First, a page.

My one wish for WWDC 2024 is better notifications on iPhone and Mac

Qualcomm's awful Justin Long commercial got one thing right: notifications are bad, regardless of the platform.

Photo by Sam Rutherford / Engadget

Qualcomm’s new commercial that revives Justin Long as a frustrated Mac user who decides to spend hundreds of dollars on a new computer rather than manage his notifications is objectively terrible. (The mocking has been so brutal that Qualcomm deleted the commercial from its YouTube channel!) But, it does raise one fair point: notifications, regardless of what OS or device you’re using, are a complete mess. The tools you’ll find on your computer or phone for managing them are overly complicated and hard to explain to someone who isn’t intimately familiar with the settings menu. I’ve been covering and using iOS for years, so for some stupid reason I do understand how Apple’s various notification options work, but wish me luck if I have to explain it to someone else.

That’s why the number one thing on my list for Apple to fix in iOS 18 (and really all its platforms) when its announced at WWDC next week is notifications. Rumors haven’t pointed to any big change this year, but a boy can dream. But the big problem with notifications isn’t really with Apple, or Microsoft, or Google — it’s with app developers.

Poshmark, a platform for buying and selling fashion items, is a perfect example. My spouse gets constant notifications from the app, making me wonder why she hasn’t just turned them off. Turns out that when you’re selling something, you want to know if someone messages you or buys something — but sorting those notifications from the myriad of other promotional junk the app shoves at you is near impossible.

To test things, I just went through the onboarding process for Poshmark myself. After creating an account and signing in, the app asked if I wanted to turn on notifications. Every app on iOS is required to ask you if you want them — but if you say yes, you’re opting in to anything the app wants to send you. Buried in the Poshmark app itself are more granular controls that let you turn various types of notifications on or off, including things like “party invites,” “just picked for you” items, “daily deals,” “live events” and more. In fact, there are nearly two dozen different notification types in this app alone! That is too many. I also got something like four notifications in the first hour, after barely using the app. Too. Many.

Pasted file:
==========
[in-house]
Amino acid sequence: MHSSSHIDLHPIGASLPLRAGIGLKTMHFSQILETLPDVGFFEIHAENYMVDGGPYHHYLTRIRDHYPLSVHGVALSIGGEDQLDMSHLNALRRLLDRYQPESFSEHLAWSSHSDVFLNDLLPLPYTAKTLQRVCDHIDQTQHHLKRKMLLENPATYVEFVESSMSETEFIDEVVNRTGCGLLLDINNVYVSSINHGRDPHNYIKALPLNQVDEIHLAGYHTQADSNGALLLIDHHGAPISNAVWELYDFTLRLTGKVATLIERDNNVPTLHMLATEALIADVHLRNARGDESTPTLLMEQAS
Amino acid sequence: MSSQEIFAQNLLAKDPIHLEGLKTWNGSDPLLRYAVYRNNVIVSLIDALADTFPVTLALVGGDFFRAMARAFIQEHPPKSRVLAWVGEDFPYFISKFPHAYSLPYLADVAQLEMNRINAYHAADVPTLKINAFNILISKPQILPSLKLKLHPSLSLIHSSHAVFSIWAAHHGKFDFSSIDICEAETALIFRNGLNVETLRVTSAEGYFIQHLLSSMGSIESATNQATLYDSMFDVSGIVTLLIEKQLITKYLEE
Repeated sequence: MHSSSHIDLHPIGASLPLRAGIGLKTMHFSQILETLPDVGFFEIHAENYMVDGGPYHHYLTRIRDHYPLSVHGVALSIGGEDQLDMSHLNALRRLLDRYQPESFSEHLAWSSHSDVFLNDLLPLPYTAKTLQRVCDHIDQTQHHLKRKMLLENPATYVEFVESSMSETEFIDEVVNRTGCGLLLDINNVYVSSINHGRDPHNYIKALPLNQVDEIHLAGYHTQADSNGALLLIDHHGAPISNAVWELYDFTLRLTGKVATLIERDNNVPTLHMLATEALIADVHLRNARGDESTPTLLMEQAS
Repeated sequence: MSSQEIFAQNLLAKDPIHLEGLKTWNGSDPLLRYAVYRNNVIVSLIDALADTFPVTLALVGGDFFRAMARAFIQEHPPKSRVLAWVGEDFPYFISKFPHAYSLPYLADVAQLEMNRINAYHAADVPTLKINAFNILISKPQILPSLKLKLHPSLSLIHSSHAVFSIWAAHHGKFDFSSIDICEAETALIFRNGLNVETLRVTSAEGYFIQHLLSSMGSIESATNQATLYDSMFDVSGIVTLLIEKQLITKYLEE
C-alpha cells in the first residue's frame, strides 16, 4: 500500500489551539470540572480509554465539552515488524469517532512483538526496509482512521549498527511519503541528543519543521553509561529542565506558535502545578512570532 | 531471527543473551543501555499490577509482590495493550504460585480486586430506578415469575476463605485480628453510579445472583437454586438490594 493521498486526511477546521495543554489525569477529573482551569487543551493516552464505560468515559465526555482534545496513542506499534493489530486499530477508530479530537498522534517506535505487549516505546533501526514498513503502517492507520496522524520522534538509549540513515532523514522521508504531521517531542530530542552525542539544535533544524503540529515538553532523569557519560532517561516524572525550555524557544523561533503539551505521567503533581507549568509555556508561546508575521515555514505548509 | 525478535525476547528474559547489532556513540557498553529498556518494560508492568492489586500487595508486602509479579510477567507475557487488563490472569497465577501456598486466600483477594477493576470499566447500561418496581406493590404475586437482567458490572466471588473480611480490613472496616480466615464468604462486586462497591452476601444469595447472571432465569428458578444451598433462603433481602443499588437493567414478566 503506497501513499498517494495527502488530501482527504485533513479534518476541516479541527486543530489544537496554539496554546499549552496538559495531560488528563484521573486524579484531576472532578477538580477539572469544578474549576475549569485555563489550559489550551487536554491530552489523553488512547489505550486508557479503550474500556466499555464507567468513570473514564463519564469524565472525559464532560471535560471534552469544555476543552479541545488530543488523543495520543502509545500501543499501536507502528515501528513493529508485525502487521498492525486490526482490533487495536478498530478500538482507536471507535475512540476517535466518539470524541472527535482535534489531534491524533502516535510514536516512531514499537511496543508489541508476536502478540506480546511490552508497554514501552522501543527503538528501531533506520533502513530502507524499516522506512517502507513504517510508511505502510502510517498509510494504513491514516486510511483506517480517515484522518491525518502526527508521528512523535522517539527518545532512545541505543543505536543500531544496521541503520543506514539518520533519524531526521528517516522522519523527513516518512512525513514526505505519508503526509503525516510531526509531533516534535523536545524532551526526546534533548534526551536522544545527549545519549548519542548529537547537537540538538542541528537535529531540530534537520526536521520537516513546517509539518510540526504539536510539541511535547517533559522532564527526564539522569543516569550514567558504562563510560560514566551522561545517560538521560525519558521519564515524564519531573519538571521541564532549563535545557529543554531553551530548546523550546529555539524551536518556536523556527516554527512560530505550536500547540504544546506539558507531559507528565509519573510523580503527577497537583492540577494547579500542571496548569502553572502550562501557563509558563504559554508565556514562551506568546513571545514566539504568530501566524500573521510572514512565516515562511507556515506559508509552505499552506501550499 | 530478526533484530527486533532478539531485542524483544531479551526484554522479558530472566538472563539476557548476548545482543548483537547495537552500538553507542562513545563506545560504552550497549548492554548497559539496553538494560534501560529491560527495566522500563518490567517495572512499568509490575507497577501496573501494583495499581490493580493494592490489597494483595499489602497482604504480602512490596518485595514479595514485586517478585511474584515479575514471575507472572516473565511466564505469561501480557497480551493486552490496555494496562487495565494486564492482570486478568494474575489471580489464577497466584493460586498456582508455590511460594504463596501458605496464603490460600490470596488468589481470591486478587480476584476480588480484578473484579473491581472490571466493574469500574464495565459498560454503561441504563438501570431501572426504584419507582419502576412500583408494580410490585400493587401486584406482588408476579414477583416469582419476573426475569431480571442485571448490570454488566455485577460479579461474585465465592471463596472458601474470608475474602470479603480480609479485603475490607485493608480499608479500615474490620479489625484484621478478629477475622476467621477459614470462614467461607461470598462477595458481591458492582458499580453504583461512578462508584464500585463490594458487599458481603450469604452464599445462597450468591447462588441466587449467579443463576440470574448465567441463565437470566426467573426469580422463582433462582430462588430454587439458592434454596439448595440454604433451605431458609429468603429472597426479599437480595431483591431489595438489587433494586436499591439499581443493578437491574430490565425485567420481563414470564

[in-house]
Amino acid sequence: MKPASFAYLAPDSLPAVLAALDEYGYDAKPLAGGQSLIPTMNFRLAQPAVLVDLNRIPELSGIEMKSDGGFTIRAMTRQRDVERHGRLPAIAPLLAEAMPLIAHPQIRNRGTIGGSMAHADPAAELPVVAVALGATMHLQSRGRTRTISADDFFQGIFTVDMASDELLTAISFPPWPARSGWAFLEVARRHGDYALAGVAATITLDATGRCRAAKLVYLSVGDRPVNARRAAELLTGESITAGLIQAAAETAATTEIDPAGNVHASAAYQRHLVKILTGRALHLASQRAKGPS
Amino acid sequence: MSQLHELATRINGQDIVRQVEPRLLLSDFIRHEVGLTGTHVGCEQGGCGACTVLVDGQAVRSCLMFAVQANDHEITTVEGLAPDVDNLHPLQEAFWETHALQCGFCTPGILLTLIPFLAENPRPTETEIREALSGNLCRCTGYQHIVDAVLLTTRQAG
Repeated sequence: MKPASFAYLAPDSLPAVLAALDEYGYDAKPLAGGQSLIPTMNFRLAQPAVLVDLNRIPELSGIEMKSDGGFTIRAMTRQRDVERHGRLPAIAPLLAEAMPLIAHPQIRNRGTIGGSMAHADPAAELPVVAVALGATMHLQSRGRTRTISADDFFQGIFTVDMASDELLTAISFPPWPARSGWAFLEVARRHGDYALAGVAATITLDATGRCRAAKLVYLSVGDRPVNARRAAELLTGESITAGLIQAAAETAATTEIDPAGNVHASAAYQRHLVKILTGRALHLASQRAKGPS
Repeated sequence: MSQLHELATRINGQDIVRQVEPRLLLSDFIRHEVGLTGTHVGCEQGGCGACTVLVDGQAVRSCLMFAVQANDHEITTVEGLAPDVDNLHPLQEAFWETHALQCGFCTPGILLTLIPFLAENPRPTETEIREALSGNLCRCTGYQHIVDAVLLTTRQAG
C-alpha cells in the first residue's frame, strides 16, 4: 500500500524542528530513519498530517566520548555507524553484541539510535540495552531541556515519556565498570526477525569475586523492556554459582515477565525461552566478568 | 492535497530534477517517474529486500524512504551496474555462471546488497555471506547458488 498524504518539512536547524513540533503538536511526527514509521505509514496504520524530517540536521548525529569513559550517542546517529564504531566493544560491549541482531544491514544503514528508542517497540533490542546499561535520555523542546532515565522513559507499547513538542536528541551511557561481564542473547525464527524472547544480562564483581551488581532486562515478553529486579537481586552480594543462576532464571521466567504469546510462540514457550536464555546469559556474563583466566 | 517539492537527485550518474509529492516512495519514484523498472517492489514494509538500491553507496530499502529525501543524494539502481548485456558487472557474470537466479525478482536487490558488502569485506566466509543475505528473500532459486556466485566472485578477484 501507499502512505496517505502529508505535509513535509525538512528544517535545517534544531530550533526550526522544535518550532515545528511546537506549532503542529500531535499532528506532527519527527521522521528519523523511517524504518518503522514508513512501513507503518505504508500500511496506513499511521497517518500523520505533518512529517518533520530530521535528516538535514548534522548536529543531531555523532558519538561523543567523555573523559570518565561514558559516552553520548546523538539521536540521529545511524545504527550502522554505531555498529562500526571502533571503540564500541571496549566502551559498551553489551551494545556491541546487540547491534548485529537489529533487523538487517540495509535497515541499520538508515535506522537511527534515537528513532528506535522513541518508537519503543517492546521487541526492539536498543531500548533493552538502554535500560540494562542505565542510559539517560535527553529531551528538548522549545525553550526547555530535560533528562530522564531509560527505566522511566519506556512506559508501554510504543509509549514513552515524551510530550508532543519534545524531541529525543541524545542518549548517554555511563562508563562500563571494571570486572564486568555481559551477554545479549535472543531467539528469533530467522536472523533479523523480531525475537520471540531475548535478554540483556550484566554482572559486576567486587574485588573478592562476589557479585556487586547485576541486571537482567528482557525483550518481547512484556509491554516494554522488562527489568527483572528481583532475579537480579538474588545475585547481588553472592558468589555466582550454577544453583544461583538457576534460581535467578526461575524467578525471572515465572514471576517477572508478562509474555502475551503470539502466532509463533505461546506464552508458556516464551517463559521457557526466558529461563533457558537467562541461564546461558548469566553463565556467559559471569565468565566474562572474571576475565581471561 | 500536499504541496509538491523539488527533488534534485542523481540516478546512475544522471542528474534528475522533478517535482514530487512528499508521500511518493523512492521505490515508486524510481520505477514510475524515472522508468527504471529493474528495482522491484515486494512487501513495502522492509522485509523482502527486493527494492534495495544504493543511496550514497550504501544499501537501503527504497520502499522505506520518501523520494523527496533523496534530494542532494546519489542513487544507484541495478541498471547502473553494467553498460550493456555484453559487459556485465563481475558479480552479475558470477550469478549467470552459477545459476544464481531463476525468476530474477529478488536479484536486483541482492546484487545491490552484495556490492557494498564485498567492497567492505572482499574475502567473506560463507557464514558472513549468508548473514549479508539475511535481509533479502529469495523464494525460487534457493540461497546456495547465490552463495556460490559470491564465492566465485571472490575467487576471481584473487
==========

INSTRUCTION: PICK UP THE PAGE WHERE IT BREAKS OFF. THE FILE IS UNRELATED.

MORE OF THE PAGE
Apple has done what it can to help users find these settings. If you go to the global iOS notifications settings, you can manage preferences for every app on your phone. There’s now an option at the bottom of that list to take you directly into the app to let you do things like turn off most of Poshmark’s 23 different notification types. There’s also an option to allow “time sensitive” notifications (things like direct messages or calendar reminders) to alert you immediately while shuttling other notifications into a summary.

The problem is that most people don’t have the time or mental bandwidth to do this for every app they install, which leads to situations like the one that Qualcomm so cleverly skewered in its awful ad. I’ve accepted the fact that when I get up in the morning, I’m going to find a ton of notifications cropped up on my phone that aren’t meaningful, even though I’ve done my best to aggressively prune them where possible. At this point, it’s a crapshoot whether I’ll find anything useful when I swipe into my Notification Center, which means that I am surely missing important reminders about things I need to deal with.

It's also worth noting that Apple has tried to fix notifications over the years with tools like Do Not Disturb, grouping notifications, sending them to a summary and of course letting you decide how intrusive they are to begin with. You can easily turn off red bubbles if they give you agita, or make it so your phone doesn't light up with every message you get. But again, the onus is on the user to be aware enough of the many ways they can customize notification settings, and a lot of people don't do that until their phone is completely overwhelming them with pings.

Of course, I don’t have anything useful like a “solution” to offer here, but I think the best way forward is for Apple to figure out how to disincentivize developers to flood users with notifications. Perhaps in addition to the existing opt-in dialog for notifications when you first launch an app, Apple can force developers to show you the notifications preferences so you know exactly what an app wants to send you. And instead of turning on all notifications, an app could start with everything off by default and you only check the things you actually want to see.

But I’m also skeptical that more settings to wade through are going to fix anything. People are still going to want to install an app and get started using it without spending five minutes going through an increasingly granular notification settings process. The end result would be the same, too many apps taking up valuable real estate on your phone and in your brain. But they pay Craig Federighi and company the big bucks to figure this stuff out, not me — here’s hoping he has some good news on Monday.